How to build start.o using waf?

Sebastian Huber sebastian.huber at
Fri Oct 4 06:21:26 UTC 2019

On 03/10/2019 04:32, Chris Johns wrote:
> On 3/10/19 3:30 am, Gedare Bloom wrote:
>> On Wed, Oct 2, 2019 at 5:12 AM Sebastian Huber
>> <sebastian.huber at> wrote:
>>> On 30/09/2019 15:14, Sebastian Huber wrote:
>>>> Hello,
>>>> I would like to work on a new build system prototype. The idea is to use
>>>> specification items maintained by Doorstop (YAML files), a Python
>>>> configuration script and waf to build RTEMS and the tests. This is
>>>> similar to the libbsd build. The difference is that in libbsd the build
>>>> data is maintained directly in Python code (
> A key design aspect is how the configuration of RTEMS is handled and maintained.
> Amar's solution provides a specific model for managing settings and specifically
> BSP options. We need a way to add options for a BSP that lets us collect,
> document and validate these settings. We need a way to query and review option
> defaults. The solution needs to be able to add and remove BSPs with minimal
> impact and this leads to being able to build a BSP that is external to the RTEMS
> source tree. There are BSPs that are private or export restricted. Another issue
> to consider is how we deprecate, update or alter options.
> I suspect we will have an iterating design around the internal design and
> implementation complexity and suitable external user work-flows.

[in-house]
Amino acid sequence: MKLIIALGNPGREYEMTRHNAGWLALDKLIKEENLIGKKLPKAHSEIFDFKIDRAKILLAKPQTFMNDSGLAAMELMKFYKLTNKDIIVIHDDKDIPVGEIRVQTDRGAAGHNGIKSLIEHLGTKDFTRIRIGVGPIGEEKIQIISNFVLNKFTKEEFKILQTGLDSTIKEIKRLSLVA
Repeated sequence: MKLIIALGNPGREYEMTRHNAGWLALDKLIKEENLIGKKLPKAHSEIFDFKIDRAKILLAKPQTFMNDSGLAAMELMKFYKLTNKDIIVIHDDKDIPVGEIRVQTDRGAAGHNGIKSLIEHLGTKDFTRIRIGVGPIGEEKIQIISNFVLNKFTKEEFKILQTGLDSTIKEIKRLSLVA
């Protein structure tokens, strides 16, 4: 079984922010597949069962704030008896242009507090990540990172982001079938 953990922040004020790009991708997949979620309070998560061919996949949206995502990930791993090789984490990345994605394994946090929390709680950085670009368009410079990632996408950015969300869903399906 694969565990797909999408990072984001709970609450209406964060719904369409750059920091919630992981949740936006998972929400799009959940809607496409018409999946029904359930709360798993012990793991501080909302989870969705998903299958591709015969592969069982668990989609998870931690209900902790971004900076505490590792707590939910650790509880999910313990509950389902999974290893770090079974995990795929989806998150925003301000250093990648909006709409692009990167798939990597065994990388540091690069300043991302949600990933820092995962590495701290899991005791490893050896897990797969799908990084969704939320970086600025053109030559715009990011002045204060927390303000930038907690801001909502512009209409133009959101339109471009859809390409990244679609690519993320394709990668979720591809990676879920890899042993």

Now is a good time to create a wish list for the new build system. I 
cannot implement everything, but I can try to make a substantial initial 
step forward.

Doorstop is a tool to manage a directed, acyclic graph of items. Each 
item has a set of attributes (key-value pairs). Some attributes are 
pre-defined by Doorstop with requirements management in mind. You can 
also add an arbitrary number of custom attributes. With this data 
structure you can tackle a lot of problems. The items are stored in YAML 
format files.

My approach would be to store all the data that defines the build in 
build item files. The wscript file reads the build items, configures the 
build and performs the build as specified also by command line options, 
e.g. which BSP, with tests, etc. The build item files can be also used 
by other tools.

A BSP is represented by a BSP build item which links to BSP option 
items, object items (start.o) and file groups for librtemsbsp.a.

A BSP is just a node in the graph, you can ask for example: if I remove 
this BSP item, does it create isolated items? The isolated items can be 
removed if the BSP is removed. If you change an option, you can figure 
out the impact, e.g. which BSP uses this option.

Since the build is driven by item files which just reside in a 
directory, you can also point the build script to another directory with 
items defined externally. The question is if waf is capable to build 
files outside the top directory. Building externally defined stuff has a 
very low priority for me. I just want to point out that there are no 
fundamental obstacles with this approach.

The details of BSP options can be easily managed with specialized 
attributes, e.g. type, min, max, default value, etc. We can utilize the 
full power of

which is a very nice Python module. We may use

to provide services we need for this BSP (and others):

The callbacks can be stored in the items files as Python code and 
imported with exec(). The callbacks need an ability to install a 
post-processing handler which is invoked during the waf configure(), 
e.g. to generate the linker command file based on options.

Sebastian Huber, embedded brains GmbH

Address : Dornierstr. 4, D-82178 Puchheim, Germany
Phone   : +49 89 189 47 41-16
Fax     : +49 89 189 47 41-09
E-Mail  : sebastian.huber at
PGP     : Public key available on request.

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